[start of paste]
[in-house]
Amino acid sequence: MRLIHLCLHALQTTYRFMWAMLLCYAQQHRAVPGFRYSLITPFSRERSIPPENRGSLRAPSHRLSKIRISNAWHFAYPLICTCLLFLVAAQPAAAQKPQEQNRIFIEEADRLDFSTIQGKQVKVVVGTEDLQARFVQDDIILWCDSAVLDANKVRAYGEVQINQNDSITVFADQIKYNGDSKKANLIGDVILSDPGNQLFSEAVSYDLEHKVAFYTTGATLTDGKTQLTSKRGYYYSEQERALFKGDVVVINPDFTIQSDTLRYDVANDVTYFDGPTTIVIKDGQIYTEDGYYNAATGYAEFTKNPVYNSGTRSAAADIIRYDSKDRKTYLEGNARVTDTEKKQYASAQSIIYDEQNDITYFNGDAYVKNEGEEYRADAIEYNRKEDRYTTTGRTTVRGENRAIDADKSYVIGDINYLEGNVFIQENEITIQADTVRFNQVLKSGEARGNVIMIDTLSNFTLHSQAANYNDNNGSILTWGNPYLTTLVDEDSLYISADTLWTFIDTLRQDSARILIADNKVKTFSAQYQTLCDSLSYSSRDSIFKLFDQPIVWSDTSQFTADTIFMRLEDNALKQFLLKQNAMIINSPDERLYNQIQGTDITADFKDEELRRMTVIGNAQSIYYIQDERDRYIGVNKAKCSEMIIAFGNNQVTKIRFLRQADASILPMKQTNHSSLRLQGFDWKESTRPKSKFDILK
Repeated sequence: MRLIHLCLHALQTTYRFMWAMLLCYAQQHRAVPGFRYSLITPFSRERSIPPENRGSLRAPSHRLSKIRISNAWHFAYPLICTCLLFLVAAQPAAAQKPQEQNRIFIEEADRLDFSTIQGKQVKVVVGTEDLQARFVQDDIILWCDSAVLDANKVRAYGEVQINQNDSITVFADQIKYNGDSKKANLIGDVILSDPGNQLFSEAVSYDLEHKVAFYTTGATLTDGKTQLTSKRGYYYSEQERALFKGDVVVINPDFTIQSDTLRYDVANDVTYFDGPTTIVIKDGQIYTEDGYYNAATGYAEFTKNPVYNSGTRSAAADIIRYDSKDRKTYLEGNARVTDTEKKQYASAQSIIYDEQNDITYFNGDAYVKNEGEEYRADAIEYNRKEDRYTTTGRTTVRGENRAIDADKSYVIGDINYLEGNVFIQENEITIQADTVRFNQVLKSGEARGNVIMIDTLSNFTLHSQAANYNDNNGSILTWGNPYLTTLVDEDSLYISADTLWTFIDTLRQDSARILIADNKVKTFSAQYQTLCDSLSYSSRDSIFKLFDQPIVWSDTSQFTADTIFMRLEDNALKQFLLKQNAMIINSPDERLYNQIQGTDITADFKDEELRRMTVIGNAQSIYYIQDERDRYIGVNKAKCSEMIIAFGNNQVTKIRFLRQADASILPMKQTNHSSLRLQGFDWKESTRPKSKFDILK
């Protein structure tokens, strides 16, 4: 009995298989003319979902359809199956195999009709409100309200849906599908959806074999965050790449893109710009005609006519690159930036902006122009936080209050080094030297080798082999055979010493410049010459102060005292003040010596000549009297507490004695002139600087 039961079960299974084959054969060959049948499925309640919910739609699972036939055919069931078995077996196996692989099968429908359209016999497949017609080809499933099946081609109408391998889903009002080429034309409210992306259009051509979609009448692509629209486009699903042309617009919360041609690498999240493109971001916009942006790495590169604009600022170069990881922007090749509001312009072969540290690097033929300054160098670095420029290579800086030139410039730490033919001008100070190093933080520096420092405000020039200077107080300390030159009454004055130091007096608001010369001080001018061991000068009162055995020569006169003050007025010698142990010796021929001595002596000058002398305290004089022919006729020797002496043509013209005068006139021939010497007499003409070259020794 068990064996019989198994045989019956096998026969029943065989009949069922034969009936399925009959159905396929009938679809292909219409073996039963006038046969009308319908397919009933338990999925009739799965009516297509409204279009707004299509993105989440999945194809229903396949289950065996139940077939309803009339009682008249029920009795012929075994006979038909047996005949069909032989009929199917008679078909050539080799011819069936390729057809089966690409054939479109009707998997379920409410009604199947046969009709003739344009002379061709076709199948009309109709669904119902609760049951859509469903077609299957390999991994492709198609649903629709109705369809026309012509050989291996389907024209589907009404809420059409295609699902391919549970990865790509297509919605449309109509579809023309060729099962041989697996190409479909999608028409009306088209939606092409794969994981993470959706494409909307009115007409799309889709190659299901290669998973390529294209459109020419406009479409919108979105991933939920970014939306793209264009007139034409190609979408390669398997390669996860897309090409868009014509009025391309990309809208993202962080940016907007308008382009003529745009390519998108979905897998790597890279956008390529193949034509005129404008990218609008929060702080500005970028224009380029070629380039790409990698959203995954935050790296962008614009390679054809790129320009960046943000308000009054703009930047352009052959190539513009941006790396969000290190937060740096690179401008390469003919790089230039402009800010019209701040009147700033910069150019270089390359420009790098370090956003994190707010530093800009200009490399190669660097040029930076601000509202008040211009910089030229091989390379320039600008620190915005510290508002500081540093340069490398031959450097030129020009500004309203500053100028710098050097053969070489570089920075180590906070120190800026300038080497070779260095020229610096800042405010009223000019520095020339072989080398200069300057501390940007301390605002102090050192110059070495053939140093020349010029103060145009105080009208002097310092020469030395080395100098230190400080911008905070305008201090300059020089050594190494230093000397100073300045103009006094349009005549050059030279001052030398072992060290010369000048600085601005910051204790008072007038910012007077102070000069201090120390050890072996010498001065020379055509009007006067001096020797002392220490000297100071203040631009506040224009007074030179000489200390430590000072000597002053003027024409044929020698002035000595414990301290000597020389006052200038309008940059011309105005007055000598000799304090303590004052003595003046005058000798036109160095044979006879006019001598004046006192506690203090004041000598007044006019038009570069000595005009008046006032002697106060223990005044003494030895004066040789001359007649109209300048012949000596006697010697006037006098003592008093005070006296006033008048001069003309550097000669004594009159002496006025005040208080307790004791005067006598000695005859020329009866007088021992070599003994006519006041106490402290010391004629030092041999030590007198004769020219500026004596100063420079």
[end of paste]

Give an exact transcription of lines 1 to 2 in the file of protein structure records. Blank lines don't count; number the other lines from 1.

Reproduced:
[in-house]
Amino acid sequence: MRLIHLCLHALQTTYRFMWAMLLCYAQQHRAVPGFRYSLITPFSRERSIPPENRGSLRAPSHRLSKIRISNAWHFAYPLICTCLLFLVAAQPAAAQKPQEQNRIFIEEADRLDFSTIQGKQVKVVVGTEDLQARFVQDDIILWCDSAVLDANKVRAYGEVQINQNDSITVFADQIKYNGDSKKANLIGDVILSDPGNQLFSEAVSYDLEHKVAFYTTGATLTDGKTQLTSKRGYYYSEQERALFKGDVVVINPDFTIQSDTLRYDVANDVTYFDGPTTIVIKDGQIYTEDGYYNAATGYAEFTKNPVYNSGTRSAAADIIRYDSKDRKTYLEGNARVTDTEKKQYASAQSIIYDEQNDITYFNGDAYVKNEGEEYRADAIEYNRKEDRYTTTGRTTVRGENRAIDADKSYVIGDINYLEGNVFIQENEITIQADTVRFNQVLKSGEARGNVIMIDTLSNFTLHSQAANYNDNNGSILTWGNPYLTTLVDEDSLYISADTLWTFIDTLRQDSARILIADNKVKTFSAQYQTLCDSLSYSSRDSIFKLFDQPIVWSDTSQFTADTIFMRLEDNALKQFLLKQNAMIINSPDERLYNQIQGTDITADFKDEELRRMTVIGNAQSIYYIQDERDRYIGVNKAKCSEMIIAFGNNQVTKIRFLRQADASILPMKQTNHSSLRLQGFDWKESTRPKSKFDILK